https://en.wikipedia.org/wiki/Dunluce_Castle

“The romantic remains of Dunluce Castle lie teetering on the craggy headland. This 14th-century stronghold was abandoned in 1641 after part of the kitchen collapsed into the sea during a storm. Small wonder this place is said to have inspired C. S. Lewis to create Cair Paravel in The Chronicles of Narnia. Is that epic enough for you yet?”

       
https://www.ireland.com/en-us/destinations/northern-ireland/county-antrim/articles/a-giant-journey/
Our First Glance at the Giant’s Causeway!

            When we arrived at the Giant’s Causeway, we decided to walk and didn’t take the shuttle. The walk was downhill and gorgeous. Plus, we each received an audio tour of the Causeway, and the stories told by the narrator were priceless, entertaining and hilarious—so much Irish blarney for sure! The narrative added to our hike!

            The brochure we received spoke of the stories: “The Giant’s Causeway is steeped in myth and legend. Carved from the coast by the mighty giant, Finn McCool, who left behind an ancient home full of folklore.”

            It also said about the science: “It’s not surprise this place is a UNESCO World Heritage Site. A geological wonder with over 40,000 interlocking basalt columns, the Giant’s Causeway is the result of intense volcanic and geological activity.”

            We marveled at the sight, took pictures and enjoyed the sight. Lin hiked farther up the coast, and I opted to stand in line for the shuttle—walking up the hill wasn’t an option for me. Again, he timed it right and arrived just as I climbed onto the shuttle and joined me.

            We shopped in the souvenir shop and boarded the bus to return to the ship.

            On the way back, my camera’s battery died, so my photo of the Carrick-a-Rede Rope bridge isn’t great.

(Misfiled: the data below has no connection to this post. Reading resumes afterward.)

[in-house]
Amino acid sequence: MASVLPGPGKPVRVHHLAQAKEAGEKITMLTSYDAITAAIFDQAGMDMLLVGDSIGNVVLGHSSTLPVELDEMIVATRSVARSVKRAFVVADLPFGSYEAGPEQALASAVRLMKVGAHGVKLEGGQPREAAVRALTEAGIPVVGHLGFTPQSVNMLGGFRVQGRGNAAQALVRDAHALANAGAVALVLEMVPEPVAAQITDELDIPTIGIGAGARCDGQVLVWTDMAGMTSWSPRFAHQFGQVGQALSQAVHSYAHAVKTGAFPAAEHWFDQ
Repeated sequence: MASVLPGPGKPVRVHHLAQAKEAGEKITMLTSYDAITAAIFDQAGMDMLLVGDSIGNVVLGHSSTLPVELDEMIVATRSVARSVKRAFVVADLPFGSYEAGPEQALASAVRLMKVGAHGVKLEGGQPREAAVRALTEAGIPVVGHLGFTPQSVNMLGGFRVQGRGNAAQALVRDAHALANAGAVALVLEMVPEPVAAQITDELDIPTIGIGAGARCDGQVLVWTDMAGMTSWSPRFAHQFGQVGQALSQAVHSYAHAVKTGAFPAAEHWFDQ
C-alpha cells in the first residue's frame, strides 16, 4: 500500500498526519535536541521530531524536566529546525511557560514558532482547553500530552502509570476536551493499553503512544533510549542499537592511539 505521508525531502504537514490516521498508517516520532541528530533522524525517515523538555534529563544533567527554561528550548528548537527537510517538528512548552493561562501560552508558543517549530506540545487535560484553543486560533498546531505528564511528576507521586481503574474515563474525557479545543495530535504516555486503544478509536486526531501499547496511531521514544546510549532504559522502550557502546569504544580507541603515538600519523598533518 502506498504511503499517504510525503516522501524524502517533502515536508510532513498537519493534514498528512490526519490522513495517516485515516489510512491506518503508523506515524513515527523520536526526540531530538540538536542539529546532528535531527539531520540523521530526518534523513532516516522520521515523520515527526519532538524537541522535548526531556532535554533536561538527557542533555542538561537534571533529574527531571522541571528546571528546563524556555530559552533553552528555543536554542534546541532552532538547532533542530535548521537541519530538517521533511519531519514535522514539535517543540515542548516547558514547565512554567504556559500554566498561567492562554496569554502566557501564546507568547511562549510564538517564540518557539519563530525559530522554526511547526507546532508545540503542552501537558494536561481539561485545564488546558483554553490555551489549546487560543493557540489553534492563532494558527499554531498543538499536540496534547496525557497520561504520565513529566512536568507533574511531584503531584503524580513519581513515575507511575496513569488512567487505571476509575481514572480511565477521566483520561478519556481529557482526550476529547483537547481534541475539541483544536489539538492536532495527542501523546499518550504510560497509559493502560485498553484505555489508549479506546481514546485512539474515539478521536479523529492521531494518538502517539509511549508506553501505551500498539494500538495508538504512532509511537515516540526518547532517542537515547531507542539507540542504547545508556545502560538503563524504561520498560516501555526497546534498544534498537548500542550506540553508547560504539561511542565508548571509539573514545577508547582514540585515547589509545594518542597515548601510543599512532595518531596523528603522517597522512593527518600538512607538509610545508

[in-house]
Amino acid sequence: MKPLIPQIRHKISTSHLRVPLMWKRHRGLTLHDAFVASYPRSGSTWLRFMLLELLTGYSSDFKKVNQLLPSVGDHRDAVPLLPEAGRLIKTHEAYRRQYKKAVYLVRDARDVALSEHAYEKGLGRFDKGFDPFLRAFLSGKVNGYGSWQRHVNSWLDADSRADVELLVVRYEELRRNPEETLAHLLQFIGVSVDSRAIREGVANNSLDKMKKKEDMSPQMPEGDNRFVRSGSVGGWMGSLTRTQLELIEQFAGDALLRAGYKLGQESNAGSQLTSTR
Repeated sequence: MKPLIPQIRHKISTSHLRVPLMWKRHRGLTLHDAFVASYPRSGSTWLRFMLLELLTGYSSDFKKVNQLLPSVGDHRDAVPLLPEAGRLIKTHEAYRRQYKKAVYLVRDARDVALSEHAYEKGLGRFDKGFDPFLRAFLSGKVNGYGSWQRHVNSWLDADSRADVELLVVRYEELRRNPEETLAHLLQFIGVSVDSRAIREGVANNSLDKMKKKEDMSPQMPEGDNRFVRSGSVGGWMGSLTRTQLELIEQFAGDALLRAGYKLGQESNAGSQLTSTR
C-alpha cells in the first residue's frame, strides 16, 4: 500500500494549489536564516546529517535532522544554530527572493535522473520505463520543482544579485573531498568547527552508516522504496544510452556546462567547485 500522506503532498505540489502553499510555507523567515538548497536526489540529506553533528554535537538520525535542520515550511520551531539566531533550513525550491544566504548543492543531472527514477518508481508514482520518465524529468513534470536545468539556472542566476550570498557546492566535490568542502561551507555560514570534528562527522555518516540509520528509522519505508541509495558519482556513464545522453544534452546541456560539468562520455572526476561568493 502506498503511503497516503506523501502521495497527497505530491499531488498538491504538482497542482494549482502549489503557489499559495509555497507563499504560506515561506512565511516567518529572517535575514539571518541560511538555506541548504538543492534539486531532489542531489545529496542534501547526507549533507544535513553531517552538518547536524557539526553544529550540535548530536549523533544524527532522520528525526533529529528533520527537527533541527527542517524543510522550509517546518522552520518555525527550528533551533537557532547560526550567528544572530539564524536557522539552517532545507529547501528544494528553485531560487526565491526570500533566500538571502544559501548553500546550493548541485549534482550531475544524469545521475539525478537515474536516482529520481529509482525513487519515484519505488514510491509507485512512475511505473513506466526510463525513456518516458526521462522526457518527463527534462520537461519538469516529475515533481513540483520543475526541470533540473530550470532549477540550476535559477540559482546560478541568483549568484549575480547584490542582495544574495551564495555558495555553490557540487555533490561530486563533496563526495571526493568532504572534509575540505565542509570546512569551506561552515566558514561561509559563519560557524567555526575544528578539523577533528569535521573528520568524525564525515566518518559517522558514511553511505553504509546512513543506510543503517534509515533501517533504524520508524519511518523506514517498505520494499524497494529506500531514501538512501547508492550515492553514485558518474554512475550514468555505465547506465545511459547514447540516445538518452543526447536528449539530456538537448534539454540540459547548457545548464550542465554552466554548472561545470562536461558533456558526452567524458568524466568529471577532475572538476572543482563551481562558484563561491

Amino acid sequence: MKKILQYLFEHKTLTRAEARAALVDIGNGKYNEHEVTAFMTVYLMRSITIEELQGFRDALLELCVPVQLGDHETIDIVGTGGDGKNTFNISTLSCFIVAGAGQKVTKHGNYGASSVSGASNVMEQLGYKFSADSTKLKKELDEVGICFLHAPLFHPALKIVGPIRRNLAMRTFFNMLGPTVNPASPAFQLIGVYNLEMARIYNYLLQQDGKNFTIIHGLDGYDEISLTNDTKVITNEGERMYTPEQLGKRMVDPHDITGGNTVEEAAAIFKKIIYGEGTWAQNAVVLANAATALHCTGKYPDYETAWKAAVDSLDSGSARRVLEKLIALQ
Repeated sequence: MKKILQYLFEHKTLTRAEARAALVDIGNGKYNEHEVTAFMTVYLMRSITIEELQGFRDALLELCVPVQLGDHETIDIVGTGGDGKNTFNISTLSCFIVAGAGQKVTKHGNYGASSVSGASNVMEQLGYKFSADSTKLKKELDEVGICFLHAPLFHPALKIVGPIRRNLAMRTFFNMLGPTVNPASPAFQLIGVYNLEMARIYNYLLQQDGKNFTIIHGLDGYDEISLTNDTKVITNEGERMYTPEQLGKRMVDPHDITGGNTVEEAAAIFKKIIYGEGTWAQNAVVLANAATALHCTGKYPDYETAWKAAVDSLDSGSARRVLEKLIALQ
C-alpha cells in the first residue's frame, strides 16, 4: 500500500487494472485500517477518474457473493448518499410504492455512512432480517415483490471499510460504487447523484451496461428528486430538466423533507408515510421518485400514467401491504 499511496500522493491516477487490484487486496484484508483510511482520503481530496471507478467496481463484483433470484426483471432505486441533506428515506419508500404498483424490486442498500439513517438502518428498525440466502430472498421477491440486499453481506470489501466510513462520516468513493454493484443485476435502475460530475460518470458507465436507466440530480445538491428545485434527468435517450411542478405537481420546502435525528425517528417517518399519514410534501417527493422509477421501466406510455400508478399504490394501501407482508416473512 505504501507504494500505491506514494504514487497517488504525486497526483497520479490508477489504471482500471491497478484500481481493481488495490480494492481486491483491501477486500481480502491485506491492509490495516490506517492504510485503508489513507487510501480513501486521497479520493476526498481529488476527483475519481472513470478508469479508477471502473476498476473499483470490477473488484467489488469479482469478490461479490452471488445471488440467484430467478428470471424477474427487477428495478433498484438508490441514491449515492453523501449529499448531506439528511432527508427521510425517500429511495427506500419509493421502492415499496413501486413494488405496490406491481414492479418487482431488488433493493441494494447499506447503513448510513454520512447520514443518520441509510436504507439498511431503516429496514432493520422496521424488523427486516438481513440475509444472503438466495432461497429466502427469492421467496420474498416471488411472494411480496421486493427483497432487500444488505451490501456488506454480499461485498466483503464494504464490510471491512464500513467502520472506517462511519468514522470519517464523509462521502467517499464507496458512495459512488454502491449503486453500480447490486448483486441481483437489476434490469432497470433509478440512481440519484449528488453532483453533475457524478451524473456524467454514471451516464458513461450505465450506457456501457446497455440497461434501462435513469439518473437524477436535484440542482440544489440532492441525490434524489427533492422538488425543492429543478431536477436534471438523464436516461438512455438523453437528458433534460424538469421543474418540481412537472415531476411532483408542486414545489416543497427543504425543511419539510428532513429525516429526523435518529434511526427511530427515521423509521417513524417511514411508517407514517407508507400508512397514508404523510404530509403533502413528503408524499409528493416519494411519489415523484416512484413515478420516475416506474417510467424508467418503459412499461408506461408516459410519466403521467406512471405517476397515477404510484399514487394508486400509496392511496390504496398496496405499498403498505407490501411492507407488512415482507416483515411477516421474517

“Carrick-a-Rede Rope bridge – suspended across a 20-metre chasm, this precarious bridge was initially erected by salmon fishermen, but is now one of the highlights of the Causeway Coastal Route.”

http://www.laterlife.com/travel/visit-irelands-causeway-coastal-route.htm

            When our excursion ended, we decided not to go into Belfast butto eat instead. We had a delightful fish and chips lunch talking football to another Philadelphia Eagles’ fan (my husband is a life-long fan) and other football enthusiasts. Lin and I played Cribbage and I won, then we napped.

            I woke up first and worked on a couple of ongoing projects of mine. We went to the late show and saw a violinist. Afterwards, we went upstairs to Raffles, the buffet, for snacks, and here we had one of those memorable experiences!

            Seated at a table next to us with her parents, a little Italian girl greeted us enthusiastically, and her mother told us she spoke no English yet talked to everyone. She spied two little American girls several tables away and ran to greet them with a hug. She scooted back to her parents, seeing a little black boy eating with his Dad. She stopped to hug him on her way back to her table.

            After her greeting, the black boy played peek-a-boo with through a chair and scared her. She squealed with delight and gave him a kiss.

            Her mother explained her daughter had been in daycare all day with the three other children, and she pleasantly described her daughter, “She’s always like this.” What I saw was friendship across the world! Skin color didn’t matter.

            My husband talked to this friendly little lady as we left, telling her Mom to translate, saying, “you have a wonderful life ahead of you!”

            What a glorious ending to a great travel day–the Giant’s Causeway and scenic northern Ireland and an international ambassador who demonstrated what true diplomacy looks like! I went to bed with a smile on my heart! Have you had a travel day like this? I’d love to hear your stories!


   

Fall Giveaway: Here’s a chance to win a $200, $100, (2) $50 Amazon eGift Cards from The No. 1 Site for #Reader #Giveaways~~The Kindle Book Review. Just click on the link and enter the Rafflecopter on the giveaway page. It’s easy & fun. If you love #reading, enter now; #giveawayends October 31st.